The Other Power-Play Problem

Fix the power play, fix the team.

The owner said as much. The numbers say the same thing.

And while the focus with regards to the power play is on how a unit with essentially the same personnel can drop so precipitously so quickly - from first in the League a season ago to the bottom third this season - one related point isn't being discussed nearly as much, and that's the decline in power-play opportunities.

In addition to having an absolutely lethal power-play in 2009-10, the Caps were also in the top ten in the League in power-play opportunities (which is mildly surprising, given that teams that frequently play with leads don't ordinarily do well in penalty ratio, as we've discussed previously). That's obviously a pretty optimal combination.

This year's team, however, has not only struggled with the extra man, but it has also drawn relatively few penalties. That's obviously a combination at the other end of the desirability spectrum.

To quantify the difference, last year's Caps averaged 3.82 power-play opportunities per game; this year's team is averaging 3.41, a decline of more than 10% (and that number has dropped even further, to 2.8, for calendar year 2011). Put another way, even if the power-play conversion rate for this season was held constant at its current 16.8%, if the team was still averaging 3.82 power-plays per game, they'd have converted another four-plus goals, which isn't much, but it's worth more than one point in the standings (and potentially a few more in reality, given that the Caps lead the League in OT/SO losses).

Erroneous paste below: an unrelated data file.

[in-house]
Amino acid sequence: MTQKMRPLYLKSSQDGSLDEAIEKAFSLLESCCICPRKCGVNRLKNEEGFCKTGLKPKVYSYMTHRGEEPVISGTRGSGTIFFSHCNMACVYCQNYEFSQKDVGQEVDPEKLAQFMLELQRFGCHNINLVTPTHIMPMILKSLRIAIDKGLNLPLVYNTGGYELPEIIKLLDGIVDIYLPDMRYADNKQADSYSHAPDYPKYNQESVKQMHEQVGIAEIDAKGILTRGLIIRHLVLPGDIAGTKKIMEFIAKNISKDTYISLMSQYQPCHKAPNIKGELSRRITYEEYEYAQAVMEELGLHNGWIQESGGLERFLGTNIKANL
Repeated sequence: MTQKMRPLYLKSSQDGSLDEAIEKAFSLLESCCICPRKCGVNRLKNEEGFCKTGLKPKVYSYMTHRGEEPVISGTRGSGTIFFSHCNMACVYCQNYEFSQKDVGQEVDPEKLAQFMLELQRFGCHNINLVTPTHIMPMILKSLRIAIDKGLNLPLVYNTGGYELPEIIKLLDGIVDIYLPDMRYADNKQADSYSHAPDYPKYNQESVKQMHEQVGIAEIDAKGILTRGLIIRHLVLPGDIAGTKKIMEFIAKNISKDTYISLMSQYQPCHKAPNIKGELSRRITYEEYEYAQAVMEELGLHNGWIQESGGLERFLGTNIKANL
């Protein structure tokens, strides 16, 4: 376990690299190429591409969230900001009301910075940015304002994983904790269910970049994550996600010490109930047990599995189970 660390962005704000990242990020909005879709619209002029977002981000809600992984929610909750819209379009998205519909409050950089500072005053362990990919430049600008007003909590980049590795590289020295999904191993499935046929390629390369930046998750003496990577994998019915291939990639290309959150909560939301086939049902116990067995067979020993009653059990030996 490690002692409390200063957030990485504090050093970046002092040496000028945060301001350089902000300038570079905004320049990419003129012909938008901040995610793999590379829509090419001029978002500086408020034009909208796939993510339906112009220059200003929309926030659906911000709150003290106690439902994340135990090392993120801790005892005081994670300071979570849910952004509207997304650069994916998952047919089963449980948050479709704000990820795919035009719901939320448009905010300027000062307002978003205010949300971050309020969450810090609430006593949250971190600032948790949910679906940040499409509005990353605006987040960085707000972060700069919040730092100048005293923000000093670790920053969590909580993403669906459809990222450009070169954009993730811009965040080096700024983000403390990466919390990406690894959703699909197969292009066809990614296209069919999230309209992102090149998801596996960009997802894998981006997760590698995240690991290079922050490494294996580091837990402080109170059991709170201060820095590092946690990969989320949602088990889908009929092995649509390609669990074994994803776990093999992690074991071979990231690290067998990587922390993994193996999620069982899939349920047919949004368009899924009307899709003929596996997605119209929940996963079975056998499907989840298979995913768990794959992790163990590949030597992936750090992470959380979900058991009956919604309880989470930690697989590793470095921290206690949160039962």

So what's to blame for the drop-off? Well, effort, willingness to go into high-traffic areas, etc. And a less-aggressive offensive attack is almost certainly going to draw fewer penalties. But it's hard to quantify those and other theories. What we can show, however, is a bit of who is to blame for the drop-off - simply look at last year's penalties drawn (at even-strength) and compare it to this year's. The biggest culprits, in terms of penalties-drawn rate? Here you go:


Player 2009-10 PDRAW/60 2010-11 PDRAW/60
Mathieu Perreault 2.4 0.7 -1.7
Eric Fehr 1.2 0.3 -0.9
Mike Knuble 0.9 0.2 -0.7
Alexander Semin 1.4 0.8 -0.6
Matt Bradley 0.9 0.4 -0.5

Of note, Alex Ovechkin, despite his down year almost across-the-board, has actually increased his rate of drawing penalties (up from 1.2 to 1.8). So there's that.

Clearly the problems with the Caps' power-play are many, and the points discussed here really have far more to do with the team's performance at even-strength than with the extra man anyway. But practice makes perfect, as they say, and this team certainly could use some more in-game power-play practice, yet another aspect of this team's performance that pales in comparison to last year's.

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